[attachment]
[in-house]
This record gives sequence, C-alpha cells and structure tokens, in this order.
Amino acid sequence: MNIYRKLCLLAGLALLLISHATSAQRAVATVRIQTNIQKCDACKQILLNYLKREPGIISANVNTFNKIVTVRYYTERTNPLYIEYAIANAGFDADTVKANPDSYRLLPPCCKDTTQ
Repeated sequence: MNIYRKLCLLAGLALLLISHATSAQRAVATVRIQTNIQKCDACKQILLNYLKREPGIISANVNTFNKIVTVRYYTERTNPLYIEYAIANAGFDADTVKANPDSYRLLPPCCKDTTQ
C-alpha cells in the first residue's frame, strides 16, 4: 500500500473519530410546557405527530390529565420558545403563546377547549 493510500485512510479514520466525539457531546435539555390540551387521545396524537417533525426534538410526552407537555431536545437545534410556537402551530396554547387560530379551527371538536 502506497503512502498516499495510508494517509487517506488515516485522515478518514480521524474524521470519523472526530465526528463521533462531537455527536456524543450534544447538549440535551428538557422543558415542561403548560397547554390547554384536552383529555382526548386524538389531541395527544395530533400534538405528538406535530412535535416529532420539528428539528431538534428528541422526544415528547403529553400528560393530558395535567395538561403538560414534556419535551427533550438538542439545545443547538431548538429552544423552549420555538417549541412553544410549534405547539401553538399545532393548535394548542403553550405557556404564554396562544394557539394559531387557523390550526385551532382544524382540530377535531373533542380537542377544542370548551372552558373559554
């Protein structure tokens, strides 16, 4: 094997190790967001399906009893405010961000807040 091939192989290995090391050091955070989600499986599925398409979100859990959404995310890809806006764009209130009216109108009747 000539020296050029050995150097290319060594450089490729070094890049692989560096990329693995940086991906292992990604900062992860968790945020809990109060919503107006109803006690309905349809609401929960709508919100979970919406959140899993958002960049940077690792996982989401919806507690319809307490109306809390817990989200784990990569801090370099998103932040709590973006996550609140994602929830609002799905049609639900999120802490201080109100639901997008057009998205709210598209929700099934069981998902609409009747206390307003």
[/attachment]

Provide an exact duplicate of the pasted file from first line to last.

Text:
[in-house]
This record gives sequence, C-alpha cells and structure tokens, in this order.
Amino acid sequence: MNIYRKLCLLAGLALLLISHATSAQRAVATVRIQTNIQKCDACKQILLNYLKREPGIISANVNTFNKIVTVRYYTERTNPLYIEYAIANAGFDADTVKANPDSYRLLPPCCKDTTQ
Repeated sequence: MNIYRKLCLLAGLALLLISHATSAQRAVATVRIQTNIQKCDACKQILLNYLKREPGIISANVNTFNKIVTVRYYTERTNPLYIEYAIANAGFDADTVKANPDSYRLLPPCCKDTTQ
C-alpha cells in the first residue's frame, strides 16, 4: 500500500473519530410546557405527530390529565420558545403563546377547549 493510500485512510479514520466525539457531546435539555390540551387521545396524537417533525426534538410526552407537555431536545437545534410556537402551530396554547387560530379551527371538536 502506497503512502498516499495510508494517509487517506488515516485522515478518514480521524474524521470519523472526530465526528463521533462531537455527536456524543450534544447538549440535551428538557422543558415542561403548560397547554390547554384536552383529555382526548386524538389531541395527544395530533400534538405528538406535530412535535416529532420539528428539528431538534428528541422526544415528547403529553400528560393530558395535567395538561403538560414534556419535551427533550438538542439545545443547538431548538429552544423552549420555538417549541412553544410549534405547539401553538399545532393548535394548542403553550405557556404564554396562544394557539394559531387557523390550526385551532382544524382540530377535531373533542380537542377544542370548551372552558373559554
């Protein structure tokens, strides 16, 4: 094997190790967001399906009893405010961000807040 091939192989290995090391050091955070989600499986599925398409979100859990959404995310890809806006764009209130009216109108009747 000539020296050029050995150097290319060594450089490729070094890049692989560096990329693995940086991906292992990604900062992860968790945020809990109060919503107006109803006690309905349809609401929960709508919100979970919406959140899993958002960049940077690792996982989401919806507690319809307490109306809390817990989200784990990569801090370099998103932040709590973006996550609140994602929830609002799905049609639900999120802490201080109100639901997008057009998205709210598209929700099934069981998902609409009747206390307003």